Austin helps students become more ‘career-ready’


Photo by Debra Jensen-De Hart

Career and Technical Education Director at Beloit Memorial High School Ryan Rewey, right, and President of Corporate Contractors, Inc. Brad Austin chat about a part. Austin has been named March Volunteer of the Month for his continued involvement with the Career and Technical Education Center at BMHS. With his help the center is helping prepare more students to enter the work world.

Posted: Friday, March 13, 2015 4:00 pm

By Debra Jensen-De Hart Special to the Daily News 

Although many young people aren’t sure what path in life they want to pursue, one thing seems certain. The more passion they feel for something the more engaged they are likely to become.

So says Corporate Contractors Incorporated (CCI) President Brad Austin and Ryan Rewey, career and technical education director at Beloit Memorial High School.

Austin has been named the March Volunteer of the Month by the Beloit Daily News and the Voluntary Action Center for his unbridled passion and continued involvement with the Career and Technical Education Center at the high school.

In so doing, he has not only helped form the business-to-education partnerships with Rewey and those who teach the center subjects, he’s also made connections with a host of outside business and industry resources that combine to help make the program successful.

Austin also donated, through CCI, $50,000 to the Student House Build Program. The program is allowing students to learn how to build a house from the ground up, completing framing, roofing, siding, plumbing and electrical procedures, for example. The house is being built on a donated lot and is expected to be finished by spring and placed for sale, Rewey said. CCI also razed the former structure on the property and completed site excavation.

CCI also was the contractor for the remodeling project in the Woods and Construction Lab and Welding and Machining Lab within the school.

“It used to be a dark, dingy area from about the World War II era,” Rewey said.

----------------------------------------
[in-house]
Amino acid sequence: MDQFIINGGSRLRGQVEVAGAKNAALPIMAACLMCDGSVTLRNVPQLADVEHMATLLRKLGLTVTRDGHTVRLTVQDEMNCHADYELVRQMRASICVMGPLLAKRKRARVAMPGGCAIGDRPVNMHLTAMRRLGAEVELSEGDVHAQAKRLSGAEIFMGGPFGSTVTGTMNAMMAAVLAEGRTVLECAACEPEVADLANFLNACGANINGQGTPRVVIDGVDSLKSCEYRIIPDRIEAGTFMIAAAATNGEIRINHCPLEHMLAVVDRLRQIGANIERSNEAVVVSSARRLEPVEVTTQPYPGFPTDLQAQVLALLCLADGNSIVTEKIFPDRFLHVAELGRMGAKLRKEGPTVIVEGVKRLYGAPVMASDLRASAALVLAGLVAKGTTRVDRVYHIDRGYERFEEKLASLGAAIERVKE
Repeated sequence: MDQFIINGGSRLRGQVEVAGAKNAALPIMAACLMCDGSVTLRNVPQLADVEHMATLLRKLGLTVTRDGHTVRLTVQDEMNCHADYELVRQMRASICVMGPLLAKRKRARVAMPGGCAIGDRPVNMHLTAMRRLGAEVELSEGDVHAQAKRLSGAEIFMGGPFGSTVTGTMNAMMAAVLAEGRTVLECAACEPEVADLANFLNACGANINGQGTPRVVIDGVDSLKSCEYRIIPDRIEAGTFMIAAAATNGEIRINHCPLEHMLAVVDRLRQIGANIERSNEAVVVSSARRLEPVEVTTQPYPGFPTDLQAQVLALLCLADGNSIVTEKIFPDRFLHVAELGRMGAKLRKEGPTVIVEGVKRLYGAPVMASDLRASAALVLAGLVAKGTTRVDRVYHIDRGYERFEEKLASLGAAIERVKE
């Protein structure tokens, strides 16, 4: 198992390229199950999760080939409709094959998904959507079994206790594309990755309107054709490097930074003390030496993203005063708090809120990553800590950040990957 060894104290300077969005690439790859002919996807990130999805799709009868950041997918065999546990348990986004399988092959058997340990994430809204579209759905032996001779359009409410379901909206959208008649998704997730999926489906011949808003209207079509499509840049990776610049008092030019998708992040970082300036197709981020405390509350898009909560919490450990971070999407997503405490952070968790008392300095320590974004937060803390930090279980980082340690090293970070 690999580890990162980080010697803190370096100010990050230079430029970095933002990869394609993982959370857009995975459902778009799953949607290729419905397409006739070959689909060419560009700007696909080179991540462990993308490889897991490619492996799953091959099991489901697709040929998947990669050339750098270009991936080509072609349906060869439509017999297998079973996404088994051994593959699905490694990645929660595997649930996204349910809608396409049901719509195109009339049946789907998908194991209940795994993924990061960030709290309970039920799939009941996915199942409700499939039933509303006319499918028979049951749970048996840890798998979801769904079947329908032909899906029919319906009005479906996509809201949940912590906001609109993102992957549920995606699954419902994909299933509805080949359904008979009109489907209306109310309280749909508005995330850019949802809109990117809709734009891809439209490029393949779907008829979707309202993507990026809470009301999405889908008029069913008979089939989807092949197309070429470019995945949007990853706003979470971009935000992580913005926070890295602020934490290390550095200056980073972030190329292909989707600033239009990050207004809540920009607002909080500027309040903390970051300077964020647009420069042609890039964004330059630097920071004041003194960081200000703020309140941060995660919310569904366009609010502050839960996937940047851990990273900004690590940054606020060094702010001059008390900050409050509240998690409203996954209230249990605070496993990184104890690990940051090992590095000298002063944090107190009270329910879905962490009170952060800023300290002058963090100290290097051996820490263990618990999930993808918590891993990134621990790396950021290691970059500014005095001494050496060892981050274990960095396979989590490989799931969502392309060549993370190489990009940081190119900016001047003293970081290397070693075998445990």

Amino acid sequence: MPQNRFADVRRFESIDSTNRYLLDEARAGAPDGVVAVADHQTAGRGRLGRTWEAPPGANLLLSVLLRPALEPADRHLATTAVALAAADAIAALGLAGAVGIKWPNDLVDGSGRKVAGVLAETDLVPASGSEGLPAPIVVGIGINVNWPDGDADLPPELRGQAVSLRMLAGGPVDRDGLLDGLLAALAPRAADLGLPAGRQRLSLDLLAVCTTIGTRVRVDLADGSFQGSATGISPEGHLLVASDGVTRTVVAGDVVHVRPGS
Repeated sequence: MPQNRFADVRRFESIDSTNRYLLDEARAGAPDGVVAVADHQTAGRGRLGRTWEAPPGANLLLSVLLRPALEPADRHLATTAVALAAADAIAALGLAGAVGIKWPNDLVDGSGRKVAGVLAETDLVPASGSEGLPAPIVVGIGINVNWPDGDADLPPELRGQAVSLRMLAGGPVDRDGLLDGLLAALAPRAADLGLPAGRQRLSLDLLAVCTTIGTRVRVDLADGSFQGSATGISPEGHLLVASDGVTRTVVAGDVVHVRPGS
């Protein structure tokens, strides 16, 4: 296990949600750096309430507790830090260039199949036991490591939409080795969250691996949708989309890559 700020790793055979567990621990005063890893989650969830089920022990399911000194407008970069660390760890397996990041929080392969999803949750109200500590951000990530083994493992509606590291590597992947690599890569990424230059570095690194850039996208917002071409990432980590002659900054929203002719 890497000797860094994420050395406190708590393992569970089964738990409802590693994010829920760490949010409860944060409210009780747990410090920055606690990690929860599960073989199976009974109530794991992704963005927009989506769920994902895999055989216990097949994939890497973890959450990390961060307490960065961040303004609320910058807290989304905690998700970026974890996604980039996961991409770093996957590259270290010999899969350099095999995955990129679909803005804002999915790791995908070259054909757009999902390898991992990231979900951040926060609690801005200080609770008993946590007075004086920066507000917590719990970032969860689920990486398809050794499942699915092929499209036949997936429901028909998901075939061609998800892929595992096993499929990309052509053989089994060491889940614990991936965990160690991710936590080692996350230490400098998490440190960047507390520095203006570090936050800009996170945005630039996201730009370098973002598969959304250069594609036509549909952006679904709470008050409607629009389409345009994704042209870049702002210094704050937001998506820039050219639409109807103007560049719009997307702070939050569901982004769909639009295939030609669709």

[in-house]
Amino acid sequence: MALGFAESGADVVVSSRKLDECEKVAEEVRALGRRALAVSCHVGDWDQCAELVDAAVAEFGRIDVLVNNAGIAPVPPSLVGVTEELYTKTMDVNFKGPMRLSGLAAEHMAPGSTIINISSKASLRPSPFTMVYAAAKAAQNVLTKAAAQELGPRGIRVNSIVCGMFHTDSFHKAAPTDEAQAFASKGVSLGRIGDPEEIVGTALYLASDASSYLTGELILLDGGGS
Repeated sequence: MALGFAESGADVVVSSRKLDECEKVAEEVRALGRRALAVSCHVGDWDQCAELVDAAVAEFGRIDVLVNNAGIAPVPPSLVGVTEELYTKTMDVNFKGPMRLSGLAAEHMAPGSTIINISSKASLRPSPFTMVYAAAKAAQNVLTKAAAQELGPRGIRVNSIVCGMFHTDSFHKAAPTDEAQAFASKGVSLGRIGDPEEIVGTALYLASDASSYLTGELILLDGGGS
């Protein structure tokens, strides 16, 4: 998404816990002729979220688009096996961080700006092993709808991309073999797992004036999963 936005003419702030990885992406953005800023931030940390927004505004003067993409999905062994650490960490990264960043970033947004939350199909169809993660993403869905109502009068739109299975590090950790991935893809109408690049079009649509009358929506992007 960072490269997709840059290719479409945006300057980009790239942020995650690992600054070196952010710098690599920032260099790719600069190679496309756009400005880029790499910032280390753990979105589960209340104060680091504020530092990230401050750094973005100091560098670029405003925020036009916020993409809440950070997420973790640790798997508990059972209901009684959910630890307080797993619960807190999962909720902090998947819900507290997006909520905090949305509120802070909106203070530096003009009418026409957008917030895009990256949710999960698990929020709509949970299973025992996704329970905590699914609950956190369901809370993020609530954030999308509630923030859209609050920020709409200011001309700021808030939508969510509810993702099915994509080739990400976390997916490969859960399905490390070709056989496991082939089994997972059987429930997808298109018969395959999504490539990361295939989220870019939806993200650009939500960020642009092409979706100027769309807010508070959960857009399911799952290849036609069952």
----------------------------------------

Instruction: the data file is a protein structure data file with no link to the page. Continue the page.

Today, the space is bright, clean and filled with an array of modern, cutting-edge equipment ready for students to learn to operate.

Austin is also part of a committee which keeps him involved with projects and people in the trades businesses.

“Brad serves on the Construction Advisory Committee,” Rewey said. “He’s an excellent resource and a source for the students.”

Among other businesses involved with the technical education center are Quigley Smart, Schuh Plumbing, J.P. Cullen and Amp Electric. Some of the businesses, including CCI, have student apprentices working for them receiving instruction and pay.

Don Helms, of Quigley Smart, said the training and instruction the students receive at the school is important.

“There’s a demand for more kids to learn HVAC, plumbing and electrical skills,” he said. “These are the jobs where people are needed.”

He also recognized Austin as playing a major role in getting the center implemented and in his part to help the community in other ways.

When asked why he has such a passion for the technical education program at the high school, Austin said from his own personal experience he knows some students just learn better with hands-on experience in the curriculum.

“My dad was a builder,” he said.

As a result, Austin learned how to swing a hammer and drive a nail at a young age.

“He used to pay me a penny a nail,” he recalled of his dad.

Austin worked for his father throughout his growing up years and continued on in the trades career path throughout his adulthood. He did not go to college and he understands that not all students want to go to college or are ready at a young age to do so.

“My passion is for all the kids who don’t go off or don’t immediately go off to college,” he said.

Those students deserve the chance to explore the world of technical programs and jobs in the trades and other areas, he said. That could be manufacturing, construction, automotive, childcare, computer science, cooking and hospitality and more.

“This gives kids a chance to become aware of what is out there in life and give them options. It also gets kids to graduate,” he said.

Now, “We always say ‘career ready, not college and career ready,’” Rewey pointed out.

“I just hope the future school boards, superintendent and businesses support this,” Austin said. “Now I see how important it is, the connection and saving kids from dropping out of school.”

As for volunteering, Austin said: “Whatever your passion is, just get involved. There’s plenty of things to get involved with.”

Austin also served on the Downtown Beloit Association for 10 years.

“Brad has been a huge supporter of downtown Beloit for many years,” said Shauna El-Amin, DBA executive director.

“He was directly involved with getting us a golf cart for watering our many hanging baskets to be put up each year. He was also on our Board of Directors for many years and has continued to be a vital asset to us,” she said.

Austin also was a member of the Associated Builders and Contractors of Wisconsin for nine years and is a past president of the group. Presently, he also is a member of the Rotary Club.